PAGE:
There is so much that we could tell, but some stories take time to unfold. And this is the case of my journey in Kuururjuaq National Park, a pure beauty hidden in the lands of Nunavik. It has been more than an month since I came back, but I still feel the magic and spirit of this place running in my veins. I'm writing this short text as a thank-you gift for those who made this weekend possible, and as a ode to the incredible chance that I was given.
Based in Kuujjuaq for the summer, I have had my share of breathtaking sunsets, infinite landscapes and endless days. But this weekend trip was completely surreal. I've been amazed by the generosity of our guides and their willingness to share with us parts of their incredibly rich culture. I've been amazed by the steadiness of the valleys, the purity of the water, the magnificence of the Torngats. Everywhere around was just pure beauty.
Our little group of departed from Kuujjuaq airport early on a Friday afternoon on a Twin Otter. Those planes do miracles: they have the capacity to take off and land in almost all conditions. Unpressurized, they can fly really low, and it feels almost like you can touch the tips of the trees. The weather was so perfect that the crew from Air Inuit decided to bring us to Mount d'Iberville, an unplanned trip that allowed us to appreciate the highest point of this divide. When even the pilotes take their phones out to capture the moment, you know you are lucky. And so, for more than an hour, the sky was ours. It was the perfect welcome to the Torngats, while reminding us of how small we really are.
We landed on a strip that was no bigger than a bowling alley, next to where we would spend our two nights. The camp was built only a few years ago, and is composed of four dormitory rooms and one open space for the kitchen and a few chairs. We were welcomed with millions of mosquitos, and it didn't take long to hide our faces behind those must-needed nets. Exploring the outsides of the camp, we saw some fresh bear paws, a gentle reminder that we were in their kingdoms.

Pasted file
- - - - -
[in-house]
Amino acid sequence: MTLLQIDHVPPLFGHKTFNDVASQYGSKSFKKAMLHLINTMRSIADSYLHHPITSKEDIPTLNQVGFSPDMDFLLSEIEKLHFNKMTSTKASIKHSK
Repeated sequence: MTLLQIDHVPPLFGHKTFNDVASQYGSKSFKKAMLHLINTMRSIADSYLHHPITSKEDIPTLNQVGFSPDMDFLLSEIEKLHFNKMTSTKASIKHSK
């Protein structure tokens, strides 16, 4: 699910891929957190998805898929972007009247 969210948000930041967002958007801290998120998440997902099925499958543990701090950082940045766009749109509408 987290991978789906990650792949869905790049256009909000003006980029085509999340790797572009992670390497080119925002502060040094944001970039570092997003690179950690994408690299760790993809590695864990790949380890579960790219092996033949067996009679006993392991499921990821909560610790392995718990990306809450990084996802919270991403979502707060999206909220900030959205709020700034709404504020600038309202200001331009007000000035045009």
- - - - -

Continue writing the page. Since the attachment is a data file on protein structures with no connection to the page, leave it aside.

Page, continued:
On the same day, as the sun was falling down behind the mountains, we walked to the Qurlutuarjuq waterfalls, about 45 minutes away from our camp. The sound of the water hitting the rocks was music to our ears. As it was not enough for a day, we were also treated by our guides with nordic delicacies, some raw and dry Arctic Char. The wildfire kept us going at night, while the stars were starting to glow.
We woke up on Saturday morning with a shining sun. It was ideal for the trek that was awaiting us. Being a bit adventurous, we had in mind of climbing the highest unnamed mountain next to the camp. And so we did.
For more than eight hours, we walked in the middle of the wilderness, most of the time in silence. There are things that words can't express properly. It's an incredible feeling of knowing that you are one of the very persons on this planet who was given the chance to step on those lands. There was so much beauty all around us - from the black bear that we spotted five miles away, to the caribous paws, the courageous lichen, the smallest trees of all, the freshness of the wind, the leftover snow from the previous spring, the turquoise waters spiralling through rows of mountains. We came back exhausted, but amazed and grateful of this magical experience.
On Sunday, we packed our bags, went to the river, and took all the beauty in for one last time. We left, knowing that we should have stayed longer. As if the lands wanted to tell us more about their own past. As if, despite the incredible luck that we had, there was more to it.
The lands and waters of Nunavik are comforting. They nurture your soul. They fill you up with a richness, an history, a culture, a spirit that is indescribable. It's impossible to lie to yourself while you are in the middle of the Torngats, with the infinity as a playground. And so, as you face the wind, you are forced to reconnect with yourself. And for once, you gladly do so.
A part of a well-kept secret was shared with us during this trip. Kuururjuaq is only one of the three national parks of Nunavik. I've heard incredible stories about Pingualuit and Tursujuq. They are certainly worth a stay, and I am counting the days until I have another opportunity to hoop on a plane and experience the warmth of the region. Until so, I live by the memories and will continue to share the beauty of Nunavik.
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